The Social Dialogue is a tool to ensure the smooth functioning of labour markets – recognised by Articles 154 and 155 of the EU Treaty.
It refers to the joint cooperation and actions undertaken by the European Social Partners representing the two sides of industry (management and labour).
Social dialogue designates bipartite work by the social partners, whether or not prompted by the Commission’s official consultations. Since 1985, this process has resulted in the adoption of over 60 initiatives by the Social Partners.
The Cross-industry Social Dialogue
At cross-industry level, the bipartite European social dialogue takes place between the following organisations:
- Confederation of European Business (BusinessEurope)
- SGI Europe (formerly CEEP, European Centre of Employers and Enterprises providing Public services and services of general interest)
- European Association of Craft, Small and Medium Sized Enterprises (SMEunited, formerly UEAPME)
- European Trade Union Confederation (ETUC)
- Eurocadres (the Council of European Professional and Managerial Staff) and European Confederation of Executives and Managerial Staff (CEC) participate in this dialogue as part of the ETUC delegation.
The Social Dialogue Committee (SDC) is the main body for bipartite social dialogue at European level. It consists of maximum 64 representatives of the social partners, equally divided between the employers’ and the workers’ representative organisations and including the EU Secretariats of the cross-industry social partners, as well as representatives from the national member organisations on each side.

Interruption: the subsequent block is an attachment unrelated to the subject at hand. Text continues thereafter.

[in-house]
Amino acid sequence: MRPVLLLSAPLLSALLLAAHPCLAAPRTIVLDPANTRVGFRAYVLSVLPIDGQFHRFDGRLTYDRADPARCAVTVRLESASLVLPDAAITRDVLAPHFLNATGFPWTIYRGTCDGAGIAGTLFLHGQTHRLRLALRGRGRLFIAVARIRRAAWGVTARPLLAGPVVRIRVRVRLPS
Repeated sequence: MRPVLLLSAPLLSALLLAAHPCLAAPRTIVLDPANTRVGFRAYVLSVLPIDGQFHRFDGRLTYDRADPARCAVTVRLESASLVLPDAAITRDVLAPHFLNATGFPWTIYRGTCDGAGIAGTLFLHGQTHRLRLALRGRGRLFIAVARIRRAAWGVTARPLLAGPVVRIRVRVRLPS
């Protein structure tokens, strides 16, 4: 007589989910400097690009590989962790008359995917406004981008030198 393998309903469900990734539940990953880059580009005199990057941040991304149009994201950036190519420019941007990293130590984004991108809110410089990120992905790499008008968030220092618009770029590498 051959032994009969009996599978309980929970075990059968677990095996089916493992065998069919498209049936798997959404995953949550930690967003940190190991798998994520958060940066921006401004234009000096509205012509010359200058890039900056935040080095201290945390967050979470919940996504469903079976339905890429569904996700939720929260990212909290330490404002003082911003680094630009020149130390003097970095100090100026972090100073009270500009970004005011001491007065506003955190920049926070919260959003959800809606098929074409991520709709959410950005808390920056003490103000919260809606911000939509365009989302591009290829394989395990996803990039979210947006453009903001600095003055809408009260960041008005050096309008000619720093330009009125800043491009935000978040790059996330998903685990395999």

It can set up technical working groups to discuss various issues like labour market challenges, reconciliation of working and family life etc. The SDC adopts and follows up the results of negotiations between employers and workers’ representative bodies and it takes part in social dialogue summits – high-level meetings chaired by the president of the Commission.
It meets 3-4 times a year to discuss employers/workers’ views on various topics, adopt texts negotiated by both parties and plan future initiatives.
The Tripartite Social Summit
The 2003/174/EC Council Decision of 6 March 2003 establishing a Tripartite Social Summit for Growth and Employment (TSS) institutionalized the informal social summits held since December 2000 in the context of the Lisbon Strategy for Jobs and Growth. The Social Summit replaced the Standing Committee on Employment following a joint decision of the social partners at the Laeken Summit in December 2001. In addition, the Treaty on the Functioning of the European Union (TFEU) henceforth recognises the Summit’s contribution to the proper conduct of European social dialogue (Article152).
- It consists of an opportunity to exchange views between the Social Partners, the European Commission, the Council Presidency and the two subsequent Presidencies represented at the highest level. The social partners are divided into two delegations of equal size comprising 10 workers’ representatives and 10 employers’ representatives. Its objective is to ensure the effective participation of the social partners in implementing the EU’s economic and social policies.
The Summit meets twice a year, before the spring and autumn European Councils and it takes place within the context of cross-industry dialogue. Its agenda is determined jointly by the representatives of the institutions and the social partners and therefore includes issues affecting all economic sectors and workers within the European Union.
As European Social Partners, BusinessEurope, SGI Europe, SMEunited and ETUC sit at the Tripartite Social Summit.
European Commission related documents and information:
– European Commission brochure “Consulting European social partners: Understanding how it works”.
– European Commission, general information site.
+ Information at the sectoral level
– Access to past and ongoing related public consultations.
– List of ongoing and upcoming Impact Assessments, Impact Assessment guidelines and related documents.
Document Database of DG Employment, Social Affairs and Inclusion.